Selective weed control in Christmas tree plantations

Editor’s note: This article is from the archives of the MSU Crop Advisory Team Alerts. Check the label of any pesticide referenced to ensure your use is included.

With the warm temperatures of summer approaching, weed escapes in Christmas tree plantations become a concern. A number of weeds are not adequately controlled by our preemergence herbicides programs. For example, quackgrass (Elytrigia repens) is a difficult-to-control perennial cool-season grass that often escapes both preemergence and postemergence herbicides. The key to all perennial weed management involves diligent and persistent effort over a number of years to reduce and/or eliminate their numbers in the field. Since quackgrass is a cool-season plant, control programs should include herbicides in both spring and fall. In addition, depending upon how long it has been will determine control strategy. Some control options include glyphosate at 1 to 2 qt/A in the spring and in the fall when conifers are dormant and quackgrass is actively growing.

When preemergence herbicides dissipate in mid-summer, annual grasses such as large crabgrass and foxtails emerge and compete with the trees. A number of products are available including Envoy and Poast, which will provide grass control with emerged grass plants. Consult labels for the exact herbicide rates and weed growth stage limitations.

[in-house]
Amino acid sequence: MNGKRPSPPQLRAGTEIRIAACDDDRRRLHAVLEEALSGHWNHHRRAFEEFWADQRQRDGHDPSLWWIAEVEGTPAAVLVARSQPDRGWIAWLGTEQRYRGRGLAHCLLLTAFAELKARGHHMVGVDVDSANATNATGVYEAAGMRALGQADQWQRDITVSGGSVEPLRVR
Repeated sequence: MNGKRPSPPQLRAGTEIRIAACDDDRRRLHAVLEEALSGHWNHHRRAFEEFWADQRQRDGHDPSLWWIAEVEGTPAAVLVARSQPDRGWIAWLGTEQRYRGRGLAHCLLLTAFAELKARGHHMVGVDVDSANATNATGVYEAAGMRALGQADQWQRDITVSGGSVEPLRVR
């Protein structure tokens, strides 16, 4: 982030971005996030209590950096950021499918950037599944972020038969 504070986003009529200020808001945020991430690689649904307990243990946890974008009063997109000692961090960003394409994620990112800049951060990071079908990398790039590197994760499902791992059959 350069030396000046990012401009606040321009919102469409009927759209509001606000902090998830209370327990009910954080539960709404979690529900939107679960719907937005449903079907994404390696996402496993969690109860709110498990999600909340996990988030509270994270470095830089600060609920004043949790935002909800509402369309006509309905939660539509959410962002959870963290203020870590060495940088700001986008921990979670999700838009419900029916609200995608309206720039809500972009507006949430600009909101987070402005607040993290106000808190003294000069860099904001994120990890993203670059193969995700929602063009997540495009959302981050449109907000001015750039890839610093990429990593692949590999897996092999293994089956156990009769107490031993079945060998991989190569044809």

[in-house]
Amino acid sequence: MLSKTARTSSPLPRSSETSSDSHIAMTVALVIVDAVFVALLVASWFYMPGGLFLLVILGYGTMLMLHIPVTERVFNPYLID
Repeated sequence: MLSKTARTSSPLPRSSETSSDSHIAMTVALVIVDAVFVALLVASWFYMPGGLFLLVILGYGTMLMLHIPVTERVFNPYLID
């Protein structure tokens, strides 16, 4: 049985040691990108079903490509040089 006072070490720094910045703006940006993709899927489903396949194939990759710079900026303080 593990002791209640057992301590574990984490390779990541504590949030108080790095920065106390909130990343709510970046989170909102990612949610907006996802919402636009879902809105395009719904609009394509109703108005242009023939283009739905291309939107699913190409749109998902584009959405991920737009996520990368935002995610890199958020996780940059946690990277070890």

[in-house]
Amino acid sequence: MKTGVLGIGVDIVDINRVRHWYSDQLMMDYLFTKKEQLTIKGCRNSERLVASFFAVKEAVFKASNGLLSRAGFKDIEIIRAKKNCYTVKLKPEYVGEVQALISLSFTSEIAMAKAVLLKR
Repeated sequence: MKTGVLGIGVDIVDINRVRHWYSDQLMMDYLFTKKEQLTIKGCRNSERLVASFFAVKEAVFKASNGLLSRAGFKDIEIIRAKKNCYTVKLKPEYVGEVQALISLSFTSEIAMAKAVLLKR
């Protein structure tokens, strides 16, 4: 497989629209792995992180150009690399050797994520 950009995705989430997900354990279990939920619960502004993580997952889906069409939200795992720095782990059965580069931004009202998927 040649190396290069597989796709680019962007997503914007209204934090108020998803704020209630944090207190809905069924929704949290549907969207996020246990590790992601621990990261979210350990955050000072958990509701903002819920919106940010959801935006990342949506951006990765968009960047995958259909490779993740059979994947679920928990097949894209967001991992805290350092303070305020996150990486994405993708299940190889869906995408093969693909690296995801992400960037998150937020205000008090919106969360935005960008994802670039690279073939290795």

Perennial vines such as wild grape (Vitis spp.) and Virginia-creeper (Parthenocissus quinquefolia) are often observed climbing and covering the Christmas trees. Selective control options include Garlon at 1.0 to 1.5 qt/A in the late summer (no earlier than August) or early fall (before frost or leaf drop on weeds) will provide good control of these problem weeds. Some areas may not be controlled using this method, spot spraying is recommended the following year to clean up these escapes.

Other weeds occur in patches or spots in the field. For example, common milkweed (Asclepia syriaca) and sumac (Rhus spp.) spread in this manner. If caught early, these weed patches can be spot sprayed with glyphosate or Garlon at 1 to 2% solution. The important thing is to treat when plants are small and avoid overspray on the Christmas trees.

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